Reviewed by: Eeeper
Released by: Viz
Publishing Country: USA
Author: Yusuke Murata, ONE
Age Rating: Teen
Page Count: 204
Nothing about Saitama passes the eyeball test when it comes to superheroes, from his lifeless expression to his bald head to his unimpressive physique. However, this average-looking guy has a not-so-average problem-he just can't seem to find an opponent strong enough to take on! Every time a promising villain appears, he beats the snot out of 'em with one punch! Can Saitama finally find an opponent who can go toe-to-toe with him and give his life some meaning? Or is he doomed to a life of superpowered boredom?
The best thing about children is for the most part they have the ability to exaggerate and make it sound perfectly logical. So in describing, say a boxer, a child would say that with training, the boxer could take on a man their own size. If they're beaten by another, larger boxer, he or she simply trains harder. Now, that's where adult logic stops. Because children, who don't understand physics and such, would say that the same training regime would apply if the boxer wanted to defeat a wall or a building or an asteroid. I like that kind of logic. If you're reading this and being incredulous at the thought, remember that DragonBall Z, One Piece and other Shonen genre titles use that exact logic. So, here comes One-Punch Man for artist One and Yūsuke Murata with their story of Saitama, an ordinary salaryman who decides to be the strongest man in the world and be a hero to humanity. He trains for three years with a daily regime of 100 push-ups, 100 sit-ups, 100 squats, and 10 km running and gains superhuman strength. And when I say superhuman, I mean it. He can punch people so hard they fly through multiple buildings and can survive blows and strikes from opponents fifty times his size. Too bad he's terminally bored all the time.
Saitama really has the kind of life that we'd have if we had his strength. While it's great that he can punch meteors and destroy giants, that doesn't pay the rent, doesn't make you popular with insurers plus: when you're that strong, what do you do for kicks? Life doesn't hold much excitement for Saitama. He perpetually looks bored or listless. He lost all his hair while training for some unknown reason and looks like he should be working at a Buddhist temple or a Shinto shrine. Despite his look, he lives a pretty sedentary life, buying only what he needs and nothing more. While he acts like a badass, his speech patterns seem to give the impression that he doesn't quite "get" things. It's like he's too wasted to notice things going on around him. When the Subterranean creatures and their King arrive on the surface to kill all surface dwellers, Saitama is more annoyed initially that his house has been wrecked. Once he gets into it, the fight is what keeps him going. But afterward, Saitama has this moment of inner reflection where he asks himself that question that everyone else asks when they climb to the top of their metaphoric mountain: Is that it? What else is there to do once you've made to the top? Thankfully, the answer as if you haven't guessed it that every opponent he faces makes him stronger and faster pushing him onward to higher skills and techniques. If there wasn't any opponents, it would be a very short story, right?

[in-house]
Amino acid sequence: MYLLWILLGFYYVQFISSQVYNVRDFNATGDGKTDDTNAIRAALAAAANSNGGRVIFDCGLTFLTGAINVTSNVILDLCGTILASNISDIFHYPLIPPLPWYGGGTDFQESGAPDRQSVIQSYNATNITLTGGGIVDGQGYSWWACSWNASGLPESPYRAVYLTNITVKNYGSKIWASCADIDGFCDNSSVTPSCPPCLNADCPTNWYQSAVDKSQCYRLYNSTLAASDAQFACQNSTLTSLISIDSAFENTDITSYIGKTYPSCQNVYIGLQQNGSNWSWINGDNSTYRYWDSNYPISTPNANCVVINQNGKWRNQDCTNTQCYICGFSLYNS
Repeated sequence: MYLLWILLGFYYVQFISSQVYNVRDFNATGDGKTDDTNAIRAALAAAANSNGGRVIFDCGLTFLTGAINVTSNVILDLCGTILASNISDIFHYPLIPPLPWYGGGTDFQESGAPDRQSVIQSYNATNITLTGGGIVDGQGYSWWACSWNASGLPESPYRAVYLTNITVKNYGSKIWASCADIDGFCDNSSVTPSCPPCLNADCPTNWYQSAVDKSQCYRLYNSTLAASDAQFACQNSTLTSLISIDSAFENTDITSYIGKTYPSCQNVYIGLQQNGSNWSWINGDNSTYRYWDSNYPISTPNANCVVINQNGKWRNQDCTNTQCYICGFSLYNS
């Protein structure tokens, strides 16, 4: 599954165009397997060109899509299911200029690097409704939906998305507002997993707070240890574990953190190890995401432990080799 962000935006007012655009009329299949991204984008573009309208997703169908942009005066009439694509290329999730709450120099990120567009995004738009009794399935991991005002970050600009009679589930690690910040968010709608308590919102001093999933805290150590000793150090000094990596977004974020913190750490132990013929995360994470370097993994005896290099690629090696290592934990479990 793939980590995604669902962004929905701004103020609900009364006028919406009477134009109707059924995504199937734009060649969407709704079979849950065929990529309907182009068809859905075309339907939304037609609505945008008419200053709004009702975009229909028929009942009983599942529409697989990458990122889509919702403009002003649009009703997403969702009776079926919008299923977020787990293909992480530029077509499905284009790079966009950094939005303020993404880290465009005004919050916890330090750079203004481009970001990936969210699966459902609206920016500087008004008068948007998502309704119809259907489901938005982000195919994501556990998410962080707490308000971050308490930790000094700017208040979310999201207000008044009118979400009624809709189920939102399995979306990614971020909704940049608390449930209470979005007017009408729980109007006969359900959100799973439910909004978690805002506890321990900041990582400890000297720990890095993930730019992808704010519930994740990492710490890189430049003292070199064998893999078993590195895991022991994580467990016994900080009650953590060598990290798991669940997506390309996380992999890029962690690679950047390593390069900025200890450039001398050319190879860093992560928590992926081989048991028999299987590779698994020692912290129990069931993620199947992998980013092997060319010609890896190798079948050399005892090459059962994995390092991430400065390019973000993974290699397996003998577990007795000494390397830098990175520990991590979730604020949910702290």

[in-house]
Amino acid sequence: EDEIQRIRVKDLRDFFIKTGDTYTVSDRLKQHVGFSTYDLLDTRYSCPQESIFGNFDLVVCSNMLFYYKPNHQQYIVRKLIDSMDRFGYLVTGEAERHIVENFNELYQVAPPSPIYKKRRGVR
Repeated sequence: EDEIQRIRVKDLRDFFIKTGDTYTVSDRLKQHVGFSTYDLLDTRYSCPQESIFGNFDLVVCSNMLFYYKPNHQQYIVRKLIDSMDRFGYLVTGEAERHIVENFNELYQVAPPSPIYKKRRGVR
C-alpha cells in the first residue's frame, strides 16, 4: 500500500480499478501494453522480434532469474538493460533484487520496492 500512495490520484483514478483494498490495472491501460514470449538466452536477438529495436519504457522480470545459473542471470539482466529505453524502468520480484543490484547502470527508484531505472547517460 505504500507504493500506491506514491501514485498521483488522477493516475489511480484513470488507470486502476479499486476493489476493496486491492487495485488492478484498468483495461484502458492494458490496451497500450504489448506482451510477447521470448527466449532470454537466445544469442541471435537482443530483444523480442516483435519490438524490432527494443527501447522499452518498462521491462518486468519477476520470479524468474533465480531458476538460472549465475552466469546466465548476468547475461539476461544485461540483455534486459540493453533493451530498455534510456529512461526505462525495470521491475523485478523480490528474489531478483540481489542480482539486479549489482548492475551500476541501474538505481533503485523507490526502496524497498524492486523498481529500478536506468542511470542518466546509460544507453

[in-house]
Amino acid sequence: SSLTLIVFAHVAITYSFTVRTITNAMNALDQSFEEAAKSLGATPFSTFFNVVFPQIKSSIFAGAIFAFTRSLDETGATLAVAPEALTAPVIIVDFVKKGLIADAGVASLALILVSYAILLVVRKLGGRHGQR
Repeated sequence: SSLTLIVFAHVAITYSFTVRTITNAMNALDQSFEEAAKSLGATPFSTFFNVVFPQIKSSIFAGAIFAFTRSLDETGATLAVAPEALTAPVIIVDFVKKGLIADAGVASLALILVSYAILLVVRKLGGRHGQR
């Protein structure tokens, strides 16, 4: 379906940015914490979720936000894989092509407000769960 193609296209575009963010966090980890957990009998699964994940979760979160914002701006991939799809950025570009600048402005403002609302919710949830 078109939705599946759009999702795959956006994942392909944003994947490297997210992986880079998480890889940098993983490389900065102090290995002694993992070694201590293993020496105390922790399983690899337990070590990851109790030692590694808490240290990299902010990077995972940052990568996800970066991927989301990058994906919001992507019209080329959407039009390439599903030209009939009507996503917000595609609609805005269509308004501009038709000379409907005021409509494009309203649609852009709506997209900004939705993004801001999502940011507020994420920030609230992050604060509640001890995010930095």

So when Genos, a cyborg searching for the killer of his human family, turns up in the local area, Saitama goes into the fight between Genos and Mosquito Girl. Genos looks like he's fighting correctly, taking his time with the fight but after a mistake he is battered and beaten by Mosquito Girl. Saitama is drawn into the fight in such a ridiculous manner, that I laughed when he revealed why he was angry. Genos, who is a wandering cyborg looking for his own answers, sees that Saitama is much stronger than he and begs him to make him his disciple. So Saitama naturally says: "No". I'm really not doing the manga much service to how the action gives way to side splitting laughs. Saitama defeats his foes and then panics when he realises he forgot to put out the rubbish for the week. He's sleeping and hears a noise, finds it curious and is then promptly pulled through a wall by a giant hand. This sort of thing. I never know where the story will take me.
One Punch Man lives and dies as much on its writing by writer ONE as it does with its artwork provided by artist Yusuke Murata. The art works so well because it zooms in and out of the bigger and smaller pictures the story demands. Saitama is at times a lean body-building machine and at others a completely blank looking idiot. Enemies swarm around our heroes, creating defined swirls and eddies in the clouds, releasing kinetic energy impacts whenever they hit objects and buildings. They cry out battle attack names and then unleash hell. Flurries of punches and slams make you feel there's more going on behind the battle since Saitama is usually the one in the middle of the action. He then ducks or casually moves away.
The manga doesn't feel like a standard shounen fighting manga in that while there are enemies then end of level bosses who then in turn respect our heroes, it's not in the natural "fighting tournament" method that other mangaka like to do. At least, not yet. Until it does, and even if it does cross over into that style, I'll be happy to keep reading it.
Please note that while this reviewer was able to buy and download One-Punch Man from Amazon Kindle US, it has since become unavailable on that platform so we suggest that you head to the VIZ page for it and download it though their provided links.